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North Sea Crossing


Lo staff di Point-7 ci segnala questo video di una pazzesca impresa nel Mare del Nord!


North sea crossing from Point-7 on Vimeo.



How many of us dream to experience new adventures, which takes us past our own personal limitations to feel truly alive and grow as a person who has seen past the standard day and really lived in the moment? We all do, but Ron is one of those persons who doesn’t dream his dreams but lives them. One of these dreams had for a long time been to break the windsurf record for crossing the North Sea, departing from the UK, finishing on the North West Coast in The Netherlands. A journey which in a straight line is 105 nautical miles and which to break the record would need to be done in less than 7 hours and 56 minutes. A journey of heavy swells, changing conditions and cold as the right period which offers the best possible wind conditions would be in the autumn months.

The adventure was planned and coordinated together with Point-7 Benelux distributor Harco-Jan Folkerts during the last months to finally having the right forecast coming up for Tuesday the 22nd of October and the decision was made!
The forecast was looking great with stable winds from a southerly directions so Ron and Harco-Jan together with the rest of their team drove Hook of Holland to take the ferry to Harwich and the drive to Lowestoft in the UK, where a fast RIB was waiting for them to follow Ron across over the North Sea as to provide some safety, but also to carry more gear if it the conditions would change during the passage. Out to sea big waves were waiting for the small team, powered by strong gusty wind which would later prove to become very unstable.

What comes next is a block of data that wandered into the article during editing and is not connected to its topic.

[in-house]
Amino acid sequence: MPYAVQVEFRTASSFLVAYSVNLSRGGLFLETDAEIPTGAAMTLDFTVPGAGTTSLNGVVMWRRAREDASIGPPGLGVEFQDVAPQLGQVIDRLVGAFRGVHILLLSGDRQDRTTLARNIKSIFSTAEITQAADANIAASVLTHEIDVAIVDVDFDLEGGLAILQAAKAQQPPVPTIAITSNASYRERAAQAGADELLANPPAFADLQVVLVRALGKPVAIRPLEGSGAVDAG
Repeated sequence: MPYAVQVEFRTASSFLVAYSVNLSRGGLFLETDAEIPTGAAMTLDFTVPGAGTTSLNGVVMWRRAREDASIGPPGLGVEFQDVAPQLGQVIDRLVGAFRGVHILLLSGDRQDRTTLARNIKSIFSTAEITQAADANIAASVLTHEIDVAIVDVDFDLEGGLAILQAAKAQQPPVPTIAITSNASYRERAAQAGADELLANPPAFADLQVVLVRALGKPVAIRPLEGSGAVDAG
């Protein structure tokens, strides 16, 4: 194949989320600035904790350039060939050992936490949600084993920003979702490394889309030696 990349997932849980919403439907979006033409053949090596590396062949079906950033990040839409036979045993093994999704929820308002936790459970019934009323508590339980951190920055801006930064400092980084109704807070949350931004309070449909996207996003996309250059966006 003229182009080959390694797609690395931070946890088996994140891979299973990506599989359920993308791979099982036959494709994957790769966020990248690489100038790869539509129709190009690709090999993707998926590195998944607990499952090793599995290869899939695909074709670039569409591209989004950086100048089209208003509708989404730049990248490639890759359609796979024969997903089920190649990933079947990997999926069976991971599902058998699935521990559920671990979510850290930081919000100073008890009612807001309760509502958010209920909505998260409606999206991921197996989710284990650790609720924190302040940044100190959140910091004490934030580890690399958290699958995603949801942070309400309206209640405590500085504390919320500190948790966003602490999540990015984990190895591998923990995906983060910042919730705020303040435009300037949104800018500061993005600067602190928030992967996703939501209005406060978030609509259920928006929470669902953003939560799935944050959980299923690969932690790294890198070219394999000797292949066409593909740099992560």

Here below is an exclusive interview with Ron where you can read all about the planning and his journey across the North Sea.

How did you get this idea?
The idea for crossing the North Sea started 23(!) years ago when I was 23 years old and windsurfing was already my great passion in these days. I had been running some windsurfschools and watersport centers in Greece and Holland as seasonal jobs which allowed me to spent much time on the water. Windsurfing on the North Sea is challenging and when you spent lot’s of hours in the waves you start wondering how it would be to cross that sea, knowing that England is ‘only’ 195km away….after some thoughts it became clear for me that it had to be done! With the help of some friends from the windsurfscene we managed to arrange the boards (BIC) and sails (Gun Sails) and an old pilotboat as supportvessel and in October 1990 we set off to Lowestoft. The weather forecasting in these days was a lot less sophisticated than today. (although the results do not differ too much we know now!) On the 15th of October 1990 we started from the beach in Lowestoft witnessed by the major, who had to get up early as we started at 05.00 in the morning…. The conditions looked initially good with southerly winds, I started on a course race board, and a 8.5m2 racesail. I believe we had 15 knots increasing to 20 or so, but after a few hours the wind decided to turn east which meant I had to sail straight into the wind to arrrive in Holland. The guys in the support boat had to pull me off my board because I was determined to finish but it was deemed to fail as I was heading for Greenland, not exactly where we wanted to finish. After this attempt we did not had a chance to do another one that year and in the following years I was occupied trying to find out if I had other talents that I would be able to use to make a decent living. I married my lovely wife Saskia, who is, amazingly, still with me and still supporting my crazy adventures. We started a family and we have now 3 great kids in the age between 8 and 15 years old. I became a marine surveyor and yacht manager and together with my wife we run our small business which provide a decent living and which allows me to spent time on the water again, windsurfing.